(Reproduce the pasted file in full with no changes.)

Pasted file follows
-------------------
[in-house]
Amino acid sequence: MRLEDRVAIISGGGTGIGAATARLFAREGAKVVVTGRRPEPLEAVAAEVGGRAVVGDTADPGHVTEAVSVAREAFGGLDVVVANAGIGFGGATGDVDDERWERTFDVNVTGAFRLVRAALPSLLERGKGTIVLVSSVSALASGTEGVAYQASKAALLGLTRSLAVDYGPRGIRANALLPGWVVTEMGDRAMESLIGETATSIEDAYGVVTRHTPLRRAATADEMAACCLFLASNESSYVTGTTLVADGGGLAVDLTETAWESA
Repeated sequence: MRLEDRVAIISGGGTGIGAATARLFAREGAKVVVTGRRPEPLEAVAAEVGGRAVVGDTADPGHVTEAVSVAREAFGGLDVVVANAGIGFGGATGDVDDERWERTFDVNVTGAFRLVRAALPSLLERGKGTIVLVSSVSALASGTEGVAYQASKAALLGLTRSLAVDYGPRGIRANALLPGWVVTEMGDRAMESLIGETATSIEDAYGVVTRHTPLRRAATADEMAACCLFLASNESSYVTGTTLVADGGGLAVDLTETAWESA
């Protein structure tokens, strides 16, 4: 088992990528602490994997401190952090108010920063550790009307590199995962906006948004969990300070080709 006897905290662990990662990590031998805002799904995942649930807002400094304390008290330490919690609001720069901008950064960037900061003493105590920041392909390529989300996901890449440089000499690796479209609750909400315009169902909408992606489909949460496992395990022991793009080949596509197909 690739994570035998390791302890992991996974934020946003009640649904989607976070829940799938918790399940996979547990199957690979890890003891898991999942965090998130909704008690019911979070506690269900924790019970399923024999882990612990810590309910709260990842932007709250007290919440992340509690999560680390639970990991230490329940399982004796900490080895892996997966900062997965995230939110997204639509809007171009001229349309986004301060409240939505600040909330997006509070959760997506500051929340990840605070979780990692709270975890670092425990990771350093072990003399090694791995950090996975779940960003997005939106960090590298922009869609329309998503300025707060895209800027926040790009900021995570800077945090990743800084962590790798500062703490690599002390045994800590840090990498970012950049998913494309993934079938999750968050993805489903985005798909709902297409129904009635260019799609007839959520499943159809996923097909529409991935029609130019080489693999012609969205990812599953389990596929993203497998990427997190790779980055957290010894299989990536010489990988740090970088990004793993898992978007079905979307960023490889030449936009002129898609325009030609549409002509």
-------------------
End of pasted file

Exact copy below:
[in-house]
Amino acid sequence: MRLEDRVAIISGGGTGIGAATARLFAREGAKVVVTGRRPEPLEAVAAEVGGRAVVGDTADPGHVTEAVSVAREAFGGLDVVVANAGIGFGGATGDVDDERWERTFDVNVTGAFRLVRAALPSLLERGKGTIVLVSSVSALASGTEGVAYQASKAALLGLTRSLAVDYGPRGIRANALLPGWVVTEMGDRAMESLIGETATSIEDAYGVVTRHTPLRRAATADEMAACCLFLASNESSYVTGTTLVADGGGLAVDLTETAWESA
Repeated sequence: MRLEDRVAIISGGGTGIGAATARLFAREGAKVVVTGRRPEPLEAVAAEVGGRAVVGDTADPGHVTEAVSVAREAFGGLDVVVANAGIGFGGATGDVDDERWERTFDVNVTGAFRLVRAALPSLLERGKGTIVLVSSVSALASGTEGVAYQASKAALLGLTRSLAVDYGPRGIRANALLPGWVVTEMGDRAMESLIGETATSIEDAYGVVTRHTPLRRAATADEMAACCLFLASNESSYVTGTTLVADGGGLAVDLTETAWESA
């Protein structure tokens, strides 16, 4: 088992990528602490994997401190952090108010920063550790009307590199995962906006948004969990300070080709 006897905290662990990662990590031998805002799904995942649930807002400094304390008290330490919690609001720069901008950064960037900061003493105590920041392909390529989300996901890449440089000499690796479209609750909400315009169902909408992606489909949460496992395990022991793009080949596509197909 690739994570035998390791302890992991996974934020946003009640649904989607976070829940799938918790399940996979547990199957690979890890003891898991999942965090998130909704008690019911979070506690269900924790019970399923024999882990612990810590309910709260990842932007709250007290919440992340509690999560680390639970990991230490329940399982004796900490080895892996997966900062997965995230939110997204639509809007171009001229349309986004301060409240939505600040909330997006509070959760997506500051929340990840605070979780990692709270975890670092425990990771350093072990003399090694791995950090996975779940960003997005939106960090590298922009869609329309998503300025707060895209800027926040790009900021995570800077945090990743800084962590790798500062703490690599002390045994800590840090990498970012950049998913494309993934079938999750968050993805489903985005798909709902297409129904009635260019799609007839959520499943159809996923097909529409991935029609130019080489693999012609969205990812599953389990596929993203497998990427997190790779980055957290010894299989990536010489990988740090970088990004793993898992978007079905979307960023490889030449936009002129898609325009030609549409002509």